MEMBERS from up to half a dozen motorcycle clubs may challenge the seizure of their weapons and cancellation of their firearms licences by police.

Police from the anti-bikie Echo Taskforce swooped on more than 30 properties across the state last month, seizing hundreds of guns - many of them registered - after Chief Commissioner Ken Lay decided the owners were not ''fit and proper'' persons to own the weapons.

Senior police described it as a blow against outlaw motorcycle gangs, saying the public would be horrified to discover that members of the clubs had access to registered firearms.

However, members of the Tramps and Immortals motorcycle clubs have asked the Chief Commissioner to reverse his decision, and will push ahead with a legal challenge if he does not. The Age believes members of another four clubs have also challenged the decision, but was either unable to confirm this, or the members in question did not wish to comment.

Tramps president Ronny Harding said the characterisation by police of his Wangaratta-based club as an outlaw motorcycle gang was completely wrong, and that club members had no criminal convictions beyond traffic offences.

Other motorcycle clubs whose members were targeted in the raids have also disputed their characterisation as ''outlaw motorcycle gangs''.

''[Police] showed me a notice of suspension, being that I was a member of or an associate of the Tramps outlaw motorcycle gang, which doesn't exist, never has,'' Mr Harding said.

''We're an incorporated body, we have been since the late '80s. We're the last of the old-school motorcycle clubs still going. All us guys are all from the same borough, we're all Wangaratta lads, we've been going here for 39 years.''

Mr Harding said the Tramps had donated money to various charities in Wangaratta, and had recently part-funded a new MRI machine at the local hospital.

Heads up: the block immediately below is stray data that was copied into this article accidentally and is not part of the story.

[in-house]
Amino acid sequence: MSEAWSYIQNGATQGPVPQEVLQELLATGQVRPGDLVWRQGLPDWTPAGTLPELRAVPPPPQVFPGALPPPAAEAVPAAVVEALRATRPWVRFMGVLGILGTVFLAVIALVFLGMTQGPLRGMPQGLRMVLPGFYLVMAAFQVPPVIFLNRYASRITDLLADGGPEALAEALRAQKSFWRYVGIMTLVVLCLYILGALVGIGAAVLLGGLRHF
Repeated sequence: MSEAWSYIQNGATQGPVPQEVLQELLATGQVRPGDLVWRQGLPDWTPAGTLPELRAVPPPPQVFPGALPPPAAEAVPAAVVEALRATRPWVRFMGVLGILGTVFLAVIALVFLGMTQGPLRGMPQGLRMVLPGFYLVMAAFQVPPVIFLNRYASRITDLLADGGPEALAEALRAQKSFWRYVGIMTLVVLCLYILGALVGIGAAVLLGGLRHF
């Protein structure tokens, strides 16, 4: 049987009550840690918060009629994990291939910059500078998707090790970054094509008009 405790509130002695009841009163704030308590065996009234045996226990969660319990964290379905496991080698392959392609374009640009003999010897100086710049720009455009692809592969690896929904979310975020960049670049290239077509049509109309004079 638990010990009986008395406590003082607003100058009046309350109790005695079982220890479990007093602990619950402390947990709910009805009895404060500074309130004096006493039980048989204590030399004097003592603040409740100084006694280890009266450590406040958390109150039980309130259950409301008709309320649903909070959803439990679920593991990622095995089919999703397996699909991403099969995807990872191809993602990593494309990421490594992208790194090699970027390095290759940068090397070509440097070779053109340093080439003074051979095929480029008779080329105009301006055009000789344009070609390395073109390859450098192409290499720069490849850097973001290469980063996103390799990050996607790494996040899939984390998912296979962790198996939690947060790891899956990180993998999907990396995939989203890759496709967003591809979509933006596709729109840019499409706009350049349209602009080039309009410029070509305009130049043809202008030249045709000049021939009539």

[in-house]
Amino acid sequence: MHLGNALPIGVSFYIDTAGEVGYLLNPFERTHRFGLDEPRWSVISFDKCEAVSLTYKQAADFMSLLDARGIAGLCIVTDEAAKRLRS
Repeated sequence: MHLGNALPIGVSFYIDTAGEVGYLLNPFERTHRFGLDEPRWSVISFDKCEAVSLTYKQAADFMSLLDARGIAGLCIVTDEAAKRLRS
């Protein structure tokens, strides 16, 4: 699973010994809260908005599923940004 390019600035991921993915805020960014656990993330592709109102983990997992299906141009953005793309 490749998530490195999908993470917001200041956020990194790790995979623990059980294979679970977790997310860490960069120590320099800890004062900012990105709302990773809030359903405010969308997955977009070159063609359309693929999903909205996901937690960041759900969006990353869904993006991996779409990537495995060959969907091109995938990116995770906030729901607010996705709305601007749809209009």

Police confiscated a registered .22 calibre rifle from his house, which he said was used for shooting sheep and vermin on his farm. Other members of the club had shotguns and high-powered rifles taken.

''A lot of us do a bit of deer hunting. All of us up here have had high-powered licences since we were 16 or 17, and none of us have had a firearms conviction in the 30 years we've had our licences,'' he said.

''We're dumbfounded by it, we can't work it out. We've got one guy who does mobile butchering, he has now had to employ a bloke to go out and shoot cattle because he was starting to lose clients. If a cockie gets happy with the next person who's doing it, Mick's clientele is going to drop off.''

Mr Harding said the only reason he could think of that might have made police target his club was that they had long-standing friendships with members of some of Victoria's bigger clubs.

''They can't work out how come we can still have a friendship with these big clubs and not owe these big clubs anything, or have to do anything for them,'' he said.

At the time of the raids, Assistant Commissioner Steve Fontana said the clubs were targeted because they identified as ''one-percenters'', a reference to the 1 per cent patch sported by some clubs that police believe are engaged in criminal enterprises.

However, one source pointed The Age to an explanation of the 1 per cent ''lifestyle'' on the Outlaws MC website, which states: ''We may not live by the rules of society, but we do live by its laws.''

If the Chief Commissioner does not reverse his decision to cancel the bikers' firearms licences, the next step would be an appeal to the independent Firearms Appeals Committee, and then the Victorian Civil and Administrative Tribunal.

A police spokeswoman would not comment further, as it was ''an ongoing legal matter''.